|Covid-19|President: Andrew Johnson (D-Tennessee) (until March 4), Ulysses S. Grant (R-Ohio) (starting March 4)
Vice President: vacant (until March 4), Schuyler Colfax (R-Indiana) (starting March 4)
Chief Justice: Salmon P. Chase (Ohio)
Speaker of the House of Representatives:
until March 3: Schuyler Colfax (R-Indiana)
March 3–March 4: Theodore Medad Pomeroy (R-New York)
starting March 4: James G. Blaine (R-Maine)
Congress: 40th (until March 4), 41st (starting March 4)
January 1 – Sigma Nu, the first anti-hazing honor/social fraternity, is founded, at Virginia Military Institute.
January 20 – Elizabeth Cady Stanton is the first woman to testify before the United States Congress.
January 21 – The P.E.O. Sisterhood, a philanthropic educational organization for women, is founded at Iowa Wesleyan College in Mount Pleasant, Iowa.
March 4 – Ulysses S. Grant succeeds Andrew Johnson as the 18th President of the United States of America.
April 6 – The American Museum of Natural History is founded in New York City.
May 6 – Purdue University is founded in West Lafayette, Indiana.
May 10 – The "golden spike" is driven marking the completion of the First Transcontinental Railroad in Promontory, Utah.
May 15 – Woman's suffrage: In New York, Susan B. Anthony and Elizabeth Cady Stanton form the National Woman Suffrage Association.
May 26 – Boston University is chartered by the Commonwealth of Massachusetts.
June 1 – The Cincinnati Red Stockings open the baseball season as the first fully professional baseball team.
June 15 – John Wesley Hyatt patents the first plastic, Celluloid, in Albany, New York.
September 24 – Black Friday: The Fisk-Gould Scandal causes a financial panic in the United States.
November 6 – The first intercollegiate game of American football is played: Rutgers University defeats Princeton University 6–4 in a college football game.
December 7 – Outlaw Jesse James commits his first confirmed bank robbery, in Gallatin, Missouri.
The first American chapter of Kappa Sigma is founded at the University of Virginia.
The Wyoming territorial legislature gives women the right to vote, one of the first such laws in the world.
Heinz H.J. Heinz Company is founded as Heinz Noble & Company in Sharpsburg, Pennsylvania.
James Gordon Bennett, Jr. of the New York Herald asks Henry Morton Stanley to find Dr. Livingstone.
Southern Illinois University, Carbondale is founded.
Marcus Jastrow arrives in the United States to become rabbi of Congregation Rodeph Shalom in Philadelphia.
Reconstruction era (1865–1877)
Gilded Age (1869–c. 1896)
February 2 – Smith W. Brookhart, U.S. Senator from Iowa from 1922 to 1926 (died 1944)
February 19 – Frederic C. Walcott, U.S. Senator from Connecticut from 1929 to 1935 (died 1949)
April 2 – Hughie Jennings, baseball player (died 1928)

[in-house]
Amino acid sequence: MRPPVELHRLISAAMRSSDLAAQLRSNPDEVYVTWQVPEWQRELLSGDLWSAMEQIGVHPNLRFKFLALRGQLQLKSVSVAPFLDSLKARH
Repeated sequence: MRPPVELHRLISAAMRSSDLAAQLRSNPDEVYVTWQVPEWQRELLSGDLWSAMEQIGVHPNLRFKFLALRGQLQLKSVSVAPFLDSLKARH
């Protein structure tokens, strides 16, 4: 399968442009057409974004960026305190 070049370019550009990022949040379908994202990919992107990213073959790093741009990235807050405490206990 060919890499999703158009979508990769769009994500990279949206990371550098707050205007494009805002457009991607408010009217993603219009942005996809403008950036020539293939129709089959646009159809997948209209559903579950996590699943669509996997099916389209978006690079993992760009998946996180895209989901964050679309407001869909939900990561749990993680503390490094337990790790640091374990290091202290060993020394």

April 4 – Mary Colter, architect (died 1958)
April 8 – Harvey Cushing, neurosurgeon (died 1939)
April 9 – James Thomas Heflin, U.S. Senator from Alabama from 1920 to 1931 (died 1951)
May 3 – Warren Terhune, U.S. Navy Commander and 13th Governor of American Samoa (died 1920)
June 10 – William Kenyon, U.S. Senator from Iowa from 1909 to 1922 (died 1933)
July 17 – Mariette Rheiner Garner, wife of John Nance Garner, Second Lady of the United States (died 1948)
July 20 – Howard Thurston, stage magician (died 1936)
August 5 – J. C. W. Beckham, U.S. Senator from Kentucky from 1915 till 1921 (died 1940)
December 16 – Bertha Lamme, electrical engineer (died 1943)
Edwin Arlington Robinson, poet (died 1935)
Nathan Paine, lumber baron (died 1947)
January 1 – Martin W. Bates, U.S. Senator from Delaware from 1857 to 1859 (born 1786)
January 11 – Sophia Dallas, wife of George M. Dallas, Second Lady of the United States (born 1798)
February 18 – Walker Brooke, U.S. Senator from Mississippi from 1852 to 1853 (born 1813)
March 13 – James Guthrie, U.S. Senator from Kentucky from 1865 to 1868 (born 1792)
April 13 – Isaiah Rogers, architect (born 1800)
May 23 – Alexander O. Anderson, U.S. Senator from Tennessee from 1840 to 1841 (born 1794)
July 18 – Laurent Clerc, advocate for the deaf (born 1785)
July 22 – John A. Roebling, bridge engineer (born 1806 in Prussia)
July 30 – Isaac Toucey, U.S. Senator from Connecticut from 1851 to 1857 (born 1792)
August 6 – David J. Baker, U.S. Senator from Illinois in 1830 (born 1792)
September 10 – John Bell, U.S. Senator from Tennessee from 1847 to 1859 (born 1796)
October 8 – Franklin Pierce, 14th President of the United States from 1853 to 1857 (born 1804)
October 15 – William Hamlin, engraver (born 1772 in Rhode Island)
November 11 – Hiram Bingham I, missionary to Hawaii (born 1789)
November 21 – Benjamin Fitzpatrick, U.S. Senator from Alabama from 1848 to 1849 and 1853 to 1861 (born 1802)
December 18 – Louis Moreau Gottschalk, composer and pianist (born 1829)
Sandy Cornish, freed slave and farmer (born 1793)
1869 in the United States Wikipedia
Events from the year 1869 in the United States.